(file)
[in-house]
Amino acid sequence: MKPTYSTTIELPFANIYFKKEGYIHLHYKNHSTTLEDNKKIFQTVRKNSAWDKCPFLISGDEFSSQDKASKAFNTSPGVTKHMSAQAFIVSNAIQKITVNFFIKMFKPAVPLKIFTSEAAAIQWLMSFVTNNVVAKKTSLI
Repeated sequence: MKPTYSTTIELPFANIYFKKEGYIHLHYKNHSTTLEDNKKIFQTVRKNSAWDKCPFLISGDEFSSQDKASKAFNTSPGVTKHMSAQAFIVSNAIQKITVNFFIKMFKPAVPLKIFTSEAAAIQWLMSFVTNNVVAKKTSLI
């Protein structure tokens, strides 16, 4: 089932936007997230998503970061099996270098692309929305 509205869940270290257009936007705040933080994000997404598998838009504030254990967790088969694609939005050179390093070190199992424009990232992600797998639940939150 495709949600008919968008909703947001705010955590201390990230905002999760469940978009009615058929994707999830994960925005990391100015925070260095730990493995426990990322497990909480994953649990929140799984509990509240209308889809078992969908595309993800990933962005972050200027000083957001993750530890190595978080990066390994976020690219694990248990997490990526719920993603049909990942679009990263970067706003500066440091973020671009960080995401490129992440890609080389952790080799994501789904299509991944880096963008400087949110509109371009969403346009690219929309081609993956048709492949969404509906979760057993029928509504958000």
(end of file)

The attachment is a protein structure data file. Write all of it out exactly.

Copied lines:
[in-house]
Amino acid sequence: MKPTYSTTIELPFANIYFKKEGYIHLHYKNHSTTLEDNKKIFQTVRKNSAWDKCPFLISGDEFSSQDKASKAFNTSPGVTKHMSAQAFIVSNAIQKITVNFFIKMFKPAVPLKIFTSEAAAIQWLMSFVTNNVVAKKTSLI
Repeated sequence: MKPTYSTTIELPFANIYFKKEGYIHLHYKNHSTTLEDNKKIFQTVRKNSAWDKCPFLISGDEFSSQDKASKAFNTSPGVTKHMSAQAFIVSNAIQKITVNFFIKMFKPAVPLKIFTSEAAAIQWLMSFVTNNVVAKKTSLI
């Protein structure tokens, strides 16, 4: 089932936007997230998503970061099996270098692309929305 509205869940270290257009936007705040933080994000997404598998838009504030254990967790088969694609939005050179390093070190199992424009990232992600797998639940939150 495709949600008919968008909703947001705010955590201390990230905002999760469940978009009615058929994707999830994960925005990391100015925070260095730990493995426990990322497990909480994953649990929140799984509990509240209308889809078992969908595309993800990933962005972050200027000083957001993750530890190595978080990066390994976020690219694990248990997490990526719920993603049909990942679009990263970067706003500066440091973020671009960080995401490129992440890609080389952790080799994501789904299509991944880096963008400087949110509109371009969403346009690219929309081609993956048709492949969404509906979760057993029928509504958000």